The typical American catharsis from the movie Thanksgiving


Christmas movies run the gamut of romantic comedies (Last holidays) action films (Die hard) to cheerfully saucy comedies (Bad santa claus). But there’s really only one type of Thanksgiving movie: dysfunctional family drama.

They are films about family feuds, reconciliations and revelations, and they constitute what the late critic Roger Ebert has called “a quintessentially North American group of films.” From young people reinventing and reorienting culinary traditions in front of their horrified elders, to travel nightmares and the long-suppressed grievances and traumas that surface, Thanksgiving cinema can be both tumultuous and frightening. The best examples of the genre, however, usually manage to combine the two into relatable stories that reflect and allay our universal vacation anxieties.

A recurring theme is the tension between the generations. In April songs (2003), Katie Holmes stars as April, a New Yorker in her twenties who drags her terminally ill mother, as well as her father, brothers and grandmother, from Northern Ontario. State for Thanksgiving dinner in town. The film captures a certain indelible angst only in their twenties of having inherited family traditions, recreating the conventions of suburban vacations in cramped city apartments and the scale of the operation required to serve the expected feast.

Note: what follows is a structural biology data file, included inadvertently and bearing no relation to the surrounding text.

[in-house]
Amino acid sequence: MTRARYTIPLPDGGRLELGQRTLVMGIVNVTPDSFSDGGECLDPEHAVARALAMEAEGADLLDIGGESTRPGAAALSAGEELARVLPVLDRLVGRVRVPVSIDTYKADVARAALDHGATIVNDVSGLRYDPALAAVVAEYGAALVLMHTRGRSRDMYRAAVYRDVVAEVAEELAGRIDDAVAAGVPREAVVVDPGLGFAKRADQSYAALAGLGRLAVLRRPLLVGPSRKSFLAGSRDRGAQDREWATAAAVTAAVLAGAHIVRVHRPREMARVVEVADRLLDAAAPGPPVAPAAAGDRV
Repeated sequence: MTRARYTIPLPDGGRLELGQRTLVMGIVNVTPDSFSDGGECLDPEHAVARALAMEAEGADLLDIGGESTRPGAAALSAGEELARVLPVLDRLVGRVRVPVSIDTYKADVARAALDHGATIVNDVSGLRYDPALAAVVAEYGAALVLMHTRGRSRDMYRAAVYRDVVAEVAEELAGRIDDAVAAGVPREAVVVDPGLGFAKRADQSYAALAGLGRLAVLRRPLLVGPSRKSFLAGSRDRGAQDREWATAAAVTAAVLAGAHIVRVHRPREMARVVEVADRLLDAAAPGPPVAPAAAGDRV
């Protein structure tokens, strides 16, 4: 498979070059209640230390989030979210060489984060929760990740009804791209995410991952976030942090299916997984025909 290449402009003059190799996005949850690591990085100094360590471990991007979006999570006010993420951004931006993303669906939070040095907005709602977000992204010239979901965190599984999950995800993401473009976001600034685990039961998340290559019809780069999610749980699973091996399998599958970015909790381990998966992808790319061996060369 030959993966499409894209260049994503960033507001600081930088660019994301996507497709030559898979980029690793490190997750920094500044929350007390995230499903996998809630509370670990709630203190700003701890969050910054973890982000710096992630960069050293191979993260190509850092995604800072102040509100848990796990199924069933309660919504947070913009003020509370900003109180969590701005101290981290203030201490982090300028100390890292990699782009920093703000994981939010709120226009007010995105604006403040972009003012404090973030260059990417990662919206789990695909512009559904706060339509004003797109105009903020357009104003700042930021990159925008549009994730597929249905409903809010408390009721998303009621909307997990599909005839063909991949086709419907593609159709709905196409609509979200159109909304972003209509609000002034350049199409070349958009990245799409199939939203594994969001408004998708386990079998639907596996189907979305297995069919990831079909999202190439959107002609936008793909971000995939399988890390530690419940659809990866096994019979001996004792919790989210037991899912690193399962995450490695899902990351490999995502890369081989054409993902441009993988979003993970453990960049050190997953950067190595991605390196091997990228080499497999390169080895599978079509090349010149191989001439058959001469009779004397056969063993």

April is the black sheep of the family and her oven breaks down at the start of the film; a part of April songsIn the best scenes, she plaintively knocks on her neighbors’ door to ask for help. To make matters worse, April’s family appear to have only made the trip to town to ultimately avoid spending more time with them. “That way, instead of April showing up with a new piercing or an ugly new tattoo and, God forbid, spends the night… we’re on our way home,” said the mother of April, Joy (played by scene thief Patricia Clarkson) in the car. A bait and switch subplot about April’s boyfriend, Bobby (Derek Luke), who is black, hasn’t aged well at all, but this represents another of the main Thanksgiving stressors: introduce a new partner to the family.

Krisha (2015) is another family black sheep movie, although it is not a comedy. At times almost unbearably tense, it revolves around the homecoming of the main character, a 60+ year old alcoholic (Krisha Fairchild), for Thanksgiving, where she has promised to cook turkey for her huge and skeptical clan. Director Trey Edward Shults (who would later direct the stunning post-apocalypse film It comes at night) mainly chose her own non-professional family members and filmed at her parents’ house in Texas. The truth style is baffling and confusing, heightened by the intrusive score of a horror film. Krisha is a tormented soul and her family’s mistrust of her seems well deserved. For anyone who has seen a family member become addicted to drugs, Krisha will make viewing particularly uncomfortable.